The newly centralized states were forced to set up vast organized bureaucracies to manage these armies, which some historians argue is the basis of the modern bureaucratic state. The combination of increased taxes and increased centralisation of government functions caused a series of revolts across Europe such as the Fronde in France and the English Civil War.

In many countries, the resolution of this conflict was the rise of absolute monarchy. Only in England and the Netherlands did representative government evolve as an alternative. From the late 17th century, states learned how to finance wars through long term low interest loans from national banking institutions. The first state to master this process was the Dutch Republic. This transformation in the armies of Europe had great social impact. The defense of the state now rested on the commoners, not on the aristocrats.

However, aristocrats continued to monopolise the officer corps of almost all early modern armies, including their high command. Moreover, popular revolts almost always failed unless they had the support and patronage of the noble or gentry classes. The new armies, because of their vast expense, were also dependent on taxation and the commercial classes who also began to demand a greater role in society. The great commercial powers of the Dutch and English matched much larger states in military might.

As any man could be quickly trained in the use of a musket, it became far easier to form massive armies. The inaccuracy of the weapons necessitated large groups of massed soldiers. This led to a rapid swelling of the size of armies. For the first time huge masses of the population could enter combat, rather than just the highly skilled professionals.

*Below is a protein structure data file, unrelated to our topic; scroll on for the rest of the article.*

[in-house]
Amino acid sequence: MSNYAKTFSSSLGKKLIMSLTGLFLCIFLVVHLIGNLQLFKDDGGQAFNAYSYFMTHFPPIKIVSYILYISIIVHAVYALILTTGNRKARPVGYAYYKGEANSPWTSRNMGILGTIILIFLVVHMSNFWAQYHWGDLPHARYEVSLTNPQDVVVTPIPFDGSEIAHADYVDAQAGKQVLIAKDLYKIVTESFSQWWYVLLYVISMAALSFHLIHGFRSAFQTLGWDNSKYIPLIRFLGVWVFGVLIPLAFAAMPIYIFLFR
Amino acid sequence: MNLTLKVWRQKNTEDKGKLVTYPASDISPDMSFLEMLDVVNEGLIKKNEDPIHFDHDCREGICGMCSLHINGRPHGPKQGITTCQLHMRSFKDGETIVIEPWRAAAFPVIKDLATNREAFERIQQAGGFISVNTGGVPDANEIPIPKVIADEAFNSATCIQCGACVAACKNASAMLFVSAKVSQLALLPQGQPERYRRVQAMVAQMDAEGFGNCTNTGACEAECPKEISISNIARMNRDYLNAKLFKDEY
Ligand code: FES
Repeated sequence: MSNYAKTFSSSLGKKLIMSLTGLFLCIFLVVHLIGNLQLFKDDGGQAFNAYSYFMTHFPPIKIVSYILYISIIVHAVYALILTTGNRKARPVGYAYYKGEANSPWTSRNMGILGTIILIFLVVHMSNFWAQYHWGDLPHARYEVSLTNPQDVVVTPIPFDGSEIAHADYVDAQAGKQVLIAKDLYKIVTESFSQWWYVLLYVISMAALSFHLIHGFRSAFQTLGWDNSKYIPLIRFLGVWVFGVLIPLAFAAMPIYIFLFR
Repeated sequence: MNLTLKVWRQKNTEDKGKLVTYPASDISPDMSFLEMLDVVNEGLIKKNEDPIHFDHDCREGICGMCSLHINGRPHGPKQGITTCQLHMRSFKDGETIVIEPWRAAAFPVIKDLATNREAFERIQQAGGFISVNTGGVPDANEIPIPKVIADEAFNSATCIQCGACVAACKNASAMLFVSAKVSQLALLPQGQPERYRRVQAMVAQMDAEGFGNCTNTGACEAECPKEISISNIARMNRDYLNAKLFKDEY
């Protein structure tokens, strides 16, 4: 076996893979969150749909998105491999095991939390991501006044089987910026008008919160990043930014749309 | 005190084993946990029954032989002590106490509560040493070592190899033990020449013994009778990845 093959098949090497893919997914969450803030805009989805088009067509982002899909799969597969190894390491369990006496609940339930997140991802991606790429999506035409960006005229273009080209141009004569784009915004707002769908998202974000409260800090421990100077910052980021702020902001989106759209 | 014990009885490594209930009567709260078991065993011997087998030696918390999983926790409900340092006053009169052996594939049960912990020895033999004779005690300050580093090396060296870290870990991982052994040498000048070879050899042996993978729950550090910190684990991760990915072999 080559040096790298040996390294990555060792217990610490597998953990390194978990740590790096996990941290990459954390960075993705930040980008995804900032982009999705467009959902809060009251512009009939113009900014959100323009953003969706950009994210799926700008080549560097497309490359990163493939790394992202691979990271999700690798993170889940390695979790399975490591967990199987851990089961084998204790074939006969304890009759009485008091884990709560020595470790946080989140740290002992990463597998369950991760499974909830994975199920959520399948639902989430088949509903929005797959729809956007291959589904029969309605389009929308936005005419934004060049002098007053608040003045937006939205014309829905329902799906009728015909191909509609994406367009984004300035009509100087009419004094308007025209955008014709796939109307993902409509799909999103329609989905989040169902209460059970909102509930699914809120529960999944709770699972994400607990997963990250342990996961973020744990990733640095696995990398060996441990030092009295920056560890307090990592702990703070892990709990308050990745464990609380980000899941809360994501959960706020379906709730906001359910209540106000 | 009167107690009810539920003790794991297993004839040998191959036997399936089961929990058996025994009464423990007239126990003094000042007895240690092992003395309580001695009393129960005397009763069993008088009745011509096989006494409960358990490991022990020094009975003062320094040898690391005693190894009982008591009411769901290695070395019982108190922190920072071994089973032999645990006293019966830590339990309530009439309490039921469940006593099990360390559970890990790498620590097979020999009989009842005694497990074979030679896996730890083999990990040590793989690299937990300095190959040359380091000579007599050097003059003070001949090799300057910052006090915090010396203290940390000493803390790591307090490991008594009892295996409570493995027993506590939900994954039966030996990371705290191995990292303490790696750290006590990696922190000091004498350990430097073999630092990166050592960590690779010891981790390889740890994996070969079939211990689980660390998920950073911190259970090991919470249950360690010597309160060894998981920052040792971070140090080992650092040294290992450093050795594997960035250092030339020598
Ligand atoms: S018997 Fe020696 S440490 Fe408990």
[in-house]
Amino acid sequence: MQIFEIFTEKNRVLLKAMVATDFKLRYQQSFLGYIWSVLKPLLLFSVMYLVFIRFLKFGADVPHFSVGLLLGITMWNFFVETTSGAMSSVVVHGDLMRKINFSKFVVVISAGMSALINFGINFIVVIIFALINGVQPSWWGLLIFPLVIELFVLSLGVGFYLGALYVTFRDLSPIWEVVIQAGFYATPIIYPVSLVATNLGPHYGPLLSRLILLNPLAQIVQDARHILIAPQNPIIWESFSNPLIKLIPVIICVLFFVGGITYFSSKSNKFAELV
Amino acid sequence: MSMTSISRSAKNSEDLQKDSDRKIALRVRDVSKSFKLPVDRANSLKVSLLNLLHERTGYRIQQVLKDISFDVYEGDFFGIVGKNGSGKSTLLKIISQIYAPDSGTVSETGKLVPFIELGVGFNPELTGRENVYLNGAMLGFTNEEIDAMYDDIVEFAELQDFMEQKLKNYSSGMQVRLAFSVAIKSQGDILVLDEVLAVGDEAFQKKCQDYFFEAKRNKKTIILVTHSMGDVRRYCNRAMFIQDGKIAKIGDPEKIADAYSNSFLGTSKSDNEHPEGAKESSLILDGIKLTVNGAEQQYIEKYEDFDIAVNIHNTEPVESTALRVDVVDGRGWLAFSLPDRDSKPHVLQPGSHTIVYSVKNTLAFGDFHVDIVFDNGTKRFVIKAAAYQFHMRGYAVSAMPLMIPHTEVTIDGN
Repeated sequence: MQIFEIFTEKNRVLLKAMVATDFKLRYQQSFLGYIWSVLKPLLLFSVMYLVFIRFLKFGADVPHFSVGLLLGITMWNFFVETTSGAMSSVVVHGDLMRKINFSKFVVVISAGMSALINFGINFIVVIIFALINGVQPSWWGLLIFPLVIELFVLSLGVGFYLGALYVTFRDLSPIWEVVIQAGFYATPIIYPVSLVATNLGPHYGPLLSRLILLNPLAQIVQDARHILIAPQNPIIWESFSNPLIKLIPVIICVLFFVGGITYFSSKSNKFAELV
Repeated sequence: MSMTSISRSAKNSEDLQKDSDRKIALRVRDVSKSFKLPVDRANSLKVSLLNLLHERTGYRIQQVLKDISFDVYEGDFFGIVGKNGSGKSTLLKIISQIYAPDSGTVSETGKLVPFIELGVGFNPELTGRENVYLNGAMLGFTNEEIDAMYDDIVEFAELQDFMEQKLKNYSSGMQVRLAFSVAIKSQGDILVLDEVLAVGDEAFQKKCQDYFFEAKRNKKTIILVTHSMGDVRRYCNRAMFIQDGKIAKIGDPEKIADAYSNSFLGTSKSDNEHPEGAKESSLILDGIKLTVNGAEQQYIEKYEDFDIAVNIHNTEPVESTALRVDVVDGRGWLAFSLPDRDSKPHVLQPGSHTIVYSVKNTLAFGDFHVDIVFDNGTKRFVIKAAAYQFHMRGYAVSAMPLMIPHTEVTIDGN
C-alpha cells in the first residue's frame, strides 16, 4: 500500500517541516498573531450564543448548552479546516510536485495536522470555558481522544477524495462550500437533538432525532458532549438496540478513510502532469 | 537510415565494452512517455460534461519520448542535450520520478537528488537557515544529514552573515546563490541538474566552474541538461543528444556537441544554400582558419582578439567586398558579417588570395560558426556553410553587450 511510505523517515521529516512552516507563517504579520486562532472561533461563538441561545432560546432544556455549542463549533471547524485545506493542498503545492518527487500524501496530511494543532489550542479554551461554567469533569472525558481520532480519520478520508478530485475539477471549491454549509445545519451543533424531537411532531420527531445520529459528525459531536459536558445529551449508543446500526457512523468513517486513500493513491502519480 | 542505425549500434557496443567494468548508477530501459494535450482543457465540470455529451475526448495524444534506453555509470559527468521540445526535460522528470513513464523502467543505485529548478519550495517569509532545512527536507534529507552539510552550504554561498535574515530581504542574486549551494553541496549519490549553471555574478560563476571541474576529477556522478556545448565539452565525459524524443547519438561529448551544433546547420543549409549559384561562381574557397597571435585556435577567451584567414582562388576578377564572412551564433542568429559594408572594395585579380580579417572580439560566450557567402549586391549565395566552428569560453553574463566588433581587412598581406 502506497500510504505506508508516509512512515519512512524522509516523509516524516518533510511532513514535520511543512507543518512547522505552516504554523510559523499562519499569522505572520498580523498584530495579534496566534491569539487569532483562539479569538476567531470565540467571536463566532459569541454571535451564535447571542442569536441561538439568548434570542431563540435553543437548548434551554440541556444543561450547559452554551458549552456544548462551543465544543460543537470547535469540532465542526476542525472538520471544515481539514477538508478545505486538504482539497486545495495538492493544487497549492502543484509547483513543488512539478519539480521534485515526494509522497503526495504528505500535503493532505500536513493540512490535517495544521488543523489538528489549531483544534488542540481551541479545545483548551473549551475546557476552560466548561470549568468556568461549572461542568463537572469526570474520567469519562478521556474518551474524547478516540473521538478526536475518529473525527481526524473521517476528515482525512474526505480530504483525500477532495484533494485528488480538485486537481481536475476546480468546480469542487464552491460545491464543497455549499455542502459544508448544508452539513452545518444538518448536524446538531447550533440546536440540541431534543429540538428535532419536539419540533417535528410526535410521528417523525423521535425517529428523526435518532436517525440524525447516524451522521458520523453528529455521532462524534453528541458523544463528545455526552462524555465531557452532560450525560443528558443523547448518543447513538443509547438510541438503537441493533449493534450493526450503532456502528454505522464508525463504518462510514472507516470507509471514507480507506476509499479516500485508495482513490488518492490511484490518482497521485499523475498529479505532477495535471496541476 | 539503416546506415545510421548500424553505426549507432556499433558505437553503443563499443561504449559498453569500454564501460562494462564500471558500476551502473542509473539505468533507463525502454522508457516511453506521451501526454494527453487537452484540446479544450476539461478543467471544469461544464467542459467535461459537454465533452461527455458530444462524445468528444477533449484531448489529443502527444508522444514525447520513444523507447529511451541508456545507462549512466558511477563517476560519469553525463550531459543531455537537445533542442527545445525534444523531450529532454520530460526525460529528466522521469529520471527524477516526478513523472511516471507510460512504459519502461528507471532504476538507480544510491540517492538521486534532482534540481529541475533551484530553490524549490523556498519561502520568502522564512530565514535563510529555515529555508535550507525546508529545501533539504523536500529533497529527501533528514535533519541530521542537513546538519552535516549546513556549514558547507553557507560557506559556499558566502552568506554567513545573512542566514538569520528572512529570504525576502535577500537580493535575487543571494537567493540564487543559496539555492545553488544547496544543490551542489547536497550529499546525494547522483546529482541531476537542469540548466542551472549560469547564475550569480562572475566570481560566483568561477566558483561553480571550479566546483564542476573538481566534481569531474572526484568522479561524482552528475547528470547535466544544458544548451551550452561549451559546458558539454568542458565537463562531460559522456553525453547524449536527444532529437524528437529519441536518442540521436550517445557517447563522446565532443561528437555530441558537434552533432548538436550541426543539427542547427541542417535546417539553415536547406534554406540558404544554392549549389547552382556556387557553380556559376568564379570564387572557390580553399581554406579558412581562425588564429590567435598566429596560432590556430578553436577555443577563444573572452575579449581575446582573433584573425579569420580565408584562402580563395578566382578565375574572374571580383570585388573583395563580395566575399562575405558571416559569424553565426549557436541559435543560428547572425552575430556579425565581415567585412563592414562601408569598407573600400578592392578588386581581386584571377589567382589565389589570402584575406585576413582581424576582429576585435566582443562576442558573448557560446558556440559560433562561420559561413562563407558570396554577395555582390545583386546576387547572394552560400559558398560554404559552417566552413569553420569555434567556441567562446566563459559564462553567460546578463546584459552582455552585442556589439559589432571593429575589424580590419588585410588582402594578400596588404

Battle-of-Fontenoy
The colonels of the French Guards and British guards politely discussing who should fire first at the Battle of Fontenoy (1745).[12] An example of "lace war".

It has been argued that the drawing of men from across the nation into an organized corps helped breed national unity and patriotism, and during this period the modern notion of the nation state was born. However, this would only become apparent after the French Revolutionary Wars. At this time, the levée en masse and conscription would become the defining paradigm of modern warfare.

Before then, however, most national armies were in fact composed of many nationalities. In Spain armies were recruited from all the Spanish European territories including Spain, Italy, Wallonia (Walloon Guards) and Germany. The French recruited some soldiers from Germany, Switzerland as well as from Piedmont. Britain recruited Hessian and Hanovrian troops until the late 18th century. Irish Catholics made careers for themselves in the armies of many Catholic European states.

Prior to the English Civil War in England, the monarch maintained a personal bodyguard of Yeomen of the Guard and the Honourable Corps of Gentlemen at Arms, or "gentlemen pensioners", and a few locally raised companies to garrison important places such as Berwick on Tweed or Portsmouth (or Calais before it was recaptured by France in 1558).

Troops for foreign expeditions were raised upon an ad hoc basis. Noblemen and professional regular soldiers were commissioned by the monarch to supply troops, raising their quotas by indenture from a variety of sources. On January 26, 1661 Charles II issued the Royal Warrant that created the genesis of what would become the British Army, although the Scottish and English Armies would remain two separate organizations until the unification of England and Scotland in 1707. The small force was represented by only a few regiments.